Top Shell executive Huibert Vigeveno is set to become the transitional chief executive of BG Group after the expected completion of the £34billion “mega-merger” of the two oil giants next month
The appointment of the Dutchman, who was appointed last August to spearhead the joint Shell-BG integration committee along with BG’s Sinead Lynch, comes as “no surprise” sources said.
Mr Vigeveno is likely to oversee hundreds of job cuts as part of 2,800 redundancies already outlined by Shell, which represent roughly 3% of the combined group’s workforce.
Shell chief executive Ben van Beurden will head the merged entity after the planned completion of the deal next month, while BG’s chief executive Helge Lund is set to step down on the day the merger is signed.
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Meanwhile, more investors have come out in support of the deal despite lingering concerns about the effect of falling oil prices on the sector.
The bid has already won the backing of several major shareholders and advisory groups, with only a handful of investors publicly arguing against its merits even as oil prices have dropped below $30 a barrel for the first time in 12 years.
On Thursday, shareholder advisory firm PIRC recommended shareholders vote in favour of the deal, which would transform Shell into the world’s top liquefied natural gas (LNG) trader and a major deepwater oil producer.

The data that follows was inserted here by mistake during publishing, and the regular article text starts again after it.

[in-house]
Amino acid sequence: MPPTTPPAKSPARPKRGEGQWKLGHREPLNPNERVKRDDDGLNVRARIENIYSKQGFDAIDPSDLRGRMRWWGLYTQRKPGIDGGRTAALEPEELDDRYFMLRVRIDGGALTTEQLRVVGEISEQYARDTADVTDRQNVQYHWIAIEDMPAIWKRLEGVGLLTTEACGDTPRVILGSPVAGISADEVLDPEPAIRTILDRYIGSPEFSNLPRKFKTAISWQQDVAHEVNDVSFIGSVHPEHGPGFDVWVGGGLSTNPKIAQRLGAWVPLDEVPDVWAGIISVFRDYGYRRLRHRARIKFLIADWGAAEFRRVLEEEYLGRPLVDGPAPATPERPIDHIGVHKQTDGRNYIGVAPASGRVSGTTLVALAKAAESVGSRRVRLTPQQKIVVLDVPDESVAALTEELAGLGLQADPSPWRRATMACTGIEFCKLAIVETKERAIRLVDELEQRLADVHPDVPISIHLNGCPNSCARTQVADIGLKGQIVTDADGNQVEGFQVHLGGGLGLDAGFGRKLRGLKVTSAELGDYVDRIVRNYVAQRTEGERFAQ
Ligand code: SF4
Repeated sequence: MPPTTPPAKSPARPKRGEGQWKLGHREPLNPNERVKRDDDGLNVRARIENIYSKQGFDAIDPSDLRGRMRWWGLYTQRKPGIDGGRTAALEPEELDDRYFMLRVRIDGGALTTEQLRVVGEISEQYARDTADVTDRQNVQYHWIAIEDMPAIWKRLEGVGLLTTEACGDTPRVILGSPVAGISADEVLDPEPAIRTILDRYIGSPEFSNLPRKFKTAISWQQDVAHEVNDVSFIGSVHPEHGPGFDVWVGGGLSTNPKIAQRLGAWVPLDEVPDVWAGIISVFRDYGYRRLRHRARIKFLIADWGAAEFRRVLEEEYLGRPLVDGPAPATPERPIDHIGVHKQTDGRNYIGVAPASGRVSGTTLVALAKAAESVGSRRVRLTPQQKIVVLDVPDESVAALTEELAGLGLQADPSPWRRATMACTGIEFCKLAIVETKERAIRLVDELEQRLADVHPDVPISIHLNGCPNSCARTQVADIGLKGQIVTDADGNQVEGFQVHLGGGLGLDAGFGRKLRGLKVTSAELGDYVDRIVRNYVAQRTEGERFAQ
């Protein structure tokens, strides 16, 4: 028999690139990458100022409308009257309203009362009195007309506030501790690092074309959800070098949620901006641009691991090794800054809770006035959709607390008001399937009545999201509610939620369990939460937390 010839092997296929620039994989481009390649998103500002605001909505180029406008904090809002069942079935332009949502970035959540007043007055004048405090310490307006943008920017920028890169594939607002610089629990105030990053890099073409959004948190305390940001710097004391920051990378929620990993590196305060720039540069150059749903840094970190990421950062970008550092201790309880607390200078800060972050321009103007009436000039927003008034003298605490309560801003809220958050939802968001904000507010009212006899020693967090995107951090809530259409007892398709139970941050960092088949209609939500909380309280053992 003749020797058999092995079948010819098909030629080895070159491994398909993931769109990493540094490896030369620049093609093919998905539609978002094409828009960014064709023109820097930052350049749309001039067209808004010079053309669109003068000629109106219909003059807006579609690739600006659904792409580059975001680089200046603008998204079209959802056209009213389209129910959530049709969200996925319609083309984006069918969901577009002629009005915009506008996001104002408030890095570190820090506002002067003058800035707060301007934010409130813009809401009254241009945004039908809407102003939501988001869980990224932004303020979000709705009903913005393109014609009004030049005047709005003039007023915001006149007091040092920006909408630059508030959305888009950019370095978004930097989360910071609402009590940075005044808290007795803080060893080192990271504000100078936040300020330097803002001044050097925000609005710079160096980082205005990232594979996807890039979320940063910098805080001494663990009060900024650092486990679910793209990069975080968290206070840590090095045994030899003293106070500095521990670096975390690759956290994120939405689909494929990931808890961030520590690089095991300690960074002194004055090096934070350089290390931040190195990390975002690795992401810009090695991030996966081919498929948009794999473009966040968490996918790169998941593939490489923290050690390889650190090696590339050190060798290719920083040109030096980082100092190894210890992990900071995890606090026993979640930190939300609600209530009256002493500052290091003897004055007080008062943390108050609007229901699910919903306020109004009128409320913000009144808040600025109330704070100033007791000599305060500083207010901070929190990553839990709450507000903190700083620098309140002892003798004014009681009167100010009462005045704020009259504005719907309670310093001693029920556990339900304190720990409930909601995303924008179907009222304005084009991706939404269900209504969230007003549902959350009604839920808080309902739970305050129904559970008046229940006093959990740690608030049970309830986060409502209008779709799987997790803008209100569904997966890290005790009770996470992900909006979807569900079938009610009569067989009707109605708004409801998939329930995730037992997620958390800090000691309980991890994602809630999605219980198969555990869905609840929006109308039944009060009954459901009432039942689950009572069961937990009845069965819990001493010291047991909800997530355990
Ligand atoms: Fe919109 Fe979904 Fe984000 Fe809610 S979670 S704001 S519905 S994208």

Two other advisory groups, Glass Lewis and ISS, issued similar recommendations to investors last week.
Earlier this week, top 20 Shell shareholder Invesco also lent its support, reinforcing the widespread impression this is a done deal – even if this is not yet fully reflected in the BG share price.
“Given the fragmented nature of the shareholder base, and the ability of many holders to have already voted with their feet and exited the stock, the chances of ‘no’ votes crossing the 50% threshold, (are) extremely small in my opinion,” said Martin Walker, Invesco’s UK equities fund manager.
“As a result, for Shell management the next few weeks are really about minimising the embarrassment of high profile dissent,” he wrote in a note to clients.
Top 30 Shell shareholder Allianz Energy fund also voiced support.
“I am positive on the deal because if you look at Shell’s historic financial performance, the businesses that have made consistently the highest return on capital are deepwater and LNG,” Christopher Wheaton, manager of the Allianz Energy fund said.